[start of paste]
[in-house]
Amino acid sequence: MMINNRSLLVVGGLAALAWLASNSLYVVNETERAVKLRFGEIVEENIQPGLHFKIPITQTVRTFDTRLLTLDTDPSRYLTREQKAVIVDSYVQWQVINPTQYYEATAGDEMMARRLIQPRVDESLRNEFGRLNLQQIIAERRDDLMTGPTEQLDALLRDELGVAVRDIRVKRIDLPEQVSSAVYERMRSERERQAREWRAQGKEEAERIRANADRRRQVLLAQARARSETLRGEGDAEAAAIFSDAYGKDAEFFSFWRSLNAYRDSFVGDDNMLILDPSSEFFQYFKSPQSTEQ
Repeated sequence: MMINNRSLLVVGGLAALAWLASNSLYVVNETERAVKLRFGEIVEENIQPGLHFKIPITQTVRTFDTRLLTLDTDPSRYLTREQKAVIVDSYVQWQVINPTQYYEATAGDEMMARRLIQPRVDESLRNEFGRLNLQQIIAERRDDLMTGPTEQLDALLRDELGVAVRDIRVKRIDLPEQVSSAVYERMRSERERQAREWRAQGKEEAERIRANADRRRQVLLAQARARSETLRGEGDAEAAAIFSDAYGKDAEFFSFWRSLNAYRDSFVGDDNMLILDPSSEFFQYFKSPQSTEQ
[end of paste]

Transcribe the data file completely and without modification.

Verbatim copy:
[in-house]
Amino acid sequence: MMINNRSLLVVGGLAALAWLASNSLYVVNETERAVKLRFGEIVEENIQPGLHFKIPITQTVRTFDTRLLTLDTDPSRYLTREQKAVIVDSYVQWQVINPTQYYEATAGDEMMARRLIQPRVDESLRNEFGRLNLQQIIAERRDDLMTGPTEQLDALLRDELGVAVRDIRVKRIDLPEQVSSAVYERMRSERERQAREWRAQGKEEAERIRANADRRRQVLLAQARARSETLRGEGDAEAAAIFSDAYGKDAEFFSFWRSLNAYRDSFVGDDNMLILDPSSEFFQYFKSPQSTEQ
Repeated sequence: MMINNRSLLVVGGLAALAWLASNSLYVVNETERAVKLRFGEIVEENIQPGLHFKIPITQTVRTFDTRLLTLDTDPSRYLTREQKAVIVDSYVQWQVINPTQYYEATAGDEMMARRLIQPRVDESLRNEFGRLNLQQIIAERRDDLMTGPTEQLDALLRDELGVAVRDIRVKRIDLPEQVSSAVYERMRSERERQAREWRAQGKEEAERIRANADRRRQVLLAQARARSETLRGEGDAEAAAIFSDAYGKDAEFFSFWRSLNAYRDSFVGDDNMLILDPSSEFFQYFKSPQSTEQ